You can also boost the growth rate of your aloe vera plant in water by meeting its light, oxygen, and nutrient requirements. Ideally, you want to expose your water-grown aloe to bright, but filtered sunlight. This will prevent leaf burn.
Meanwhile, adding some liquid fertilizer to the water in which the aloe pup grows will also enhance its growth rate. However, we only recommend only adding limited fertilizer doses to avoid nitrogen burn.
Note: Water as a growing medium only works for aloe offshoots/pups since they have roots. You cannot propagate aloe vera stem cuttings or leaf cuttings hydroponically.
Can you root an aloe leaf?
You can successfully regrow aloe plants from leaf cuttings. Cut off aloe vera leaves in sections of about 3.5 inches long. Keep the leaf segments lie in a warm spot for about 14 days so that calluses can form over the cut ends then plant them in a well-draining potting mix.
Once the leaf cuttings are ready for planting, prep your potting media and soil mix. A commercial cactus soil mix will suffice, as aloe vera is a succulent too and thrives in the same soil conditions as cactus. Now, insert the cut-out ends of the leaves into the potting soil, making sure that at least half of the cutting goes below the soil mix.
Finally, ensure post-potting aftercare by regularly watering the plant for the first 28 days. This will ensure that the leaf cuttings root faster. You should also avail optimal temperature and sunlight conditions.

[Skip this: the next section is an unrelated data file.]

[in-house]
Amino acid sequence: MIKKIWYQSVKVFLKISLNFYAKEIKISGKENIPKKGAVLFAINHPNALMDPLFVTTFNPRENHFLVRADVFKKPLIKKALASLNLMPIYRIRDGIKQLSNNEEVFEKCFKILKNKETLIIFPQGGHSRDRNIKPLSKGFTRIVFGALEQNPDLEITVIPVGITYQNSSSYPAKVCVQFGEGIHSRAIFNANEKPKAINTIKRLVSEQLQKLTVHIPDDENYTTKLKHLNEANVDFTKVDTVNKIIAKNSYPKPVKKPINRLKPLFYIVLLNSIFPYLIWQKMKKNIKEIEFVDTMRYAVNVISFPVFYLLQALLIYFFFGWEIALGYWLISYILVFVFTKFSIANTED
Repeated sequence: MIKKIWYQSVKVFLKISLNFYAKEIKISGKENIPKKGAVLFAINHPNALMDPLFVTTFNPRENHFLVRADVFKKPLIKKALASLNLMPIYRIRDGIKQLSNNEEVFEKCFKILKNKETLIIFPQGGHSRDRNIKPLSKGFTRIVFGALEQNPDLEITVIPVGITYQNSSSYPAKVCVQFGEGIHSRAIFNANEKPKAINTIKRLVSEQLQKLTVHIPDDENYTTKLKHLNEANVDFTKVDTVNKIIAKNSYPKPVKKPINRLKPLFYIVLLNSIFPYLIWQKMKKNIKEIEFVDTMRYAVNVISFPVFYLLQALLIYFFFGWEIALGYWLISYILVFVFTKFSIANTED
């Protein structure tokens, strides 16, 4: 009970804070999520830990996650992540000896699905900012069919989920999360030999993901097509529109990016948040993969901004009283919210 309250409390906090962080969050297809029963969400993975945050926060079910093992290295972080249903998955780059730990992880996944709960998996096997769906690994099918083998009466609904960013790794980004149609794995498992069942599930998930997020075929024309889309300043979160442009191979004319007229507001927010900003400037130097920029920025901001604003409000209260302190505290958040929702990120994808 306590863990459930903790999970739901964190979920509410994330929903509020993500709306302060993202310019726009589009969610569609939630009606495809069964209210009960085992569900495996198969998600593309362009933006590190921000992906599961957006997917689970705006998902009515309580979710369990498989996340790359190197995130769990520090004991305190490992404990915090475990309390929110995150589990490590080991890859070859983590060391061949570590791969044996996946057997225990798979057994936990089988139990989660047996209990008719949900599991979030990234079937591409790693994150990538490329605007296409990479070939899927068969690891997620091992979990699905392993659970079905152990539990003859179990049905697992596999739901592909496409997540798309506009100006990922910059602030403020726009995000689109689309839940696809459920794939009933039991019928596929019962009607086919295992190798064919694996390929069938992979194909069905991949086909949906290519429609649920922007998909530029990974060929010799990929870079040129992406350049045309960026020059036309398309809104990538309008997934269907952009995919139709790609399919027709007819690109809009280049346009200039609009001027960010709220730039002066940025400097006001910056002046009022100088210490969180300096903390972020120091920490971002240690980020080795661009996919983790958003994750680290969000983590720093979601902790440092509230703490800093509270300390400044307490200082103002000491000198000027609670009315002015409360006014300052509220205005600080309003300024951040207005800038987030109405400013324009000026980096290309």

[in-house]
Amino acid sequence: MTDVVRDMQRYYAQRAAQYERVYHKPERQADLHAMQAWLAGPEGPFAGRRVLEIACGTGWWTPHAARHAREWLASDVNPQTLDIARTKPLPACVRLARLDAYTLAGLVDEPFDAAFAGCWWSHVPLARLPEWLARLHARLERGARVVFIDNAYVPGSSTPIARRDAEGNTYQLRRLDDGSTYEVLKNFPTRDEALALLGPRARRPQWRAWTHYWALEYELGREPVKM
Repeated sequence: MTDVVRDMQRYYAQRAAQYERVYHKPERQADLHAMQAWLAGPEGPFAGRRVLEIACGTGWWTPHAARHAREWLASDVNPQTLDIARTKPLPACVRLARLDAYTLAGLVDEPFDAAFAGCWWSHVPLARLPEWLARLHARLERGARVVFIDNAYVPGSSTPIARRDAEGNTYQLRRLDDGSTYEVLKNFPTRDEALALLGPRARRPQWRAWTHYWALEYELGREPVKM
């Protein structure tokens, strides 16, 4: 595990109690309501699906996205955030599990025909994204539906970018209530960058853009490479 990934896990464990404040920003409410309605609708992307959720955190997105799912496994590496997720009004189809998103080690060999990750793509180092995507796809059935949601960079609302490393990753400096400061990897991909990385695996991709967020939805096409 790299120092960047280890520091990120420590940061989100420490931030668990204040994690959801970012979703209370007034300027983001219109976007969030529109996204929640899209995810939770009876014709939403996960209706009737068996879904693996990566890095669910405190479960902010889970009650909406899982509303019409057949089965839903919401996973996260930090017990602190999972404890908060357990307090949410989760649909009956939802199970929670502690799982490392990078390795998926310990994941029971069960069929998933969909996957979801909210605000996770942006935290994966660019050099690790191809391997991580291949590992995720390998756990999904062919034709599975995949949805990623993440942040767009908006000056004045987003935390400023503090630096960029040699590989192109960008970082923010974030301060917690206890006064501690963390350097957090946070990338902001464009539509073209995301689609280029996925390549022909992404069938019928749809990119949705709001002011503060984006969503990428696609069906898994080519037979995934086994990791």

Here are important tips when rooting aloe leaves:
- Cut the leaves using a sharp, well-sterilized knife to minimize the risk of contamination.
- Allow calluses to form on the cut ends of the leaves to prevent fungal infections.
- Avoid overwatering aloe vera leaves that are freshly propagated because the young roots can easily suffer from root rot.
The success rate of rooting aloe leaves is very low and you have to stick to the proper propagation process for this to work. I’d recommend using this method only when you’ve already propagated all the aloe offshoots and stem cuttings from the mother plant.
Note: Remember, aloe vera plants propagated from leaf cuttings may not appear as healthy as those propagated from stem cuttings or offshoots. Typically, they’ll appear wrinkled.
How long does it take for an aloe cutting to grow roots?
Healthy aloe vera stem cuttings and leaf cuttings will root in about 28 days. However, under low temperature and minimal light conditions, they may take up to six weeks or longer. Also, aloe leaf cuttings typically take slightly longer than stem cuttings to grow roots.
You can always test for successful root anchorage by lightly tugging the cuttings at the base. If you want your aloe vera cutting to grow roots faster, ensure you provide optimal water, sunlight, temperature, and soil conditions.
My name is Alex K. Worley. I am a web geek who loves gardening and connecting with nature. I maintain a small backyard organic garden from which I source most of my green food. I hope to help you learn something new about gardening.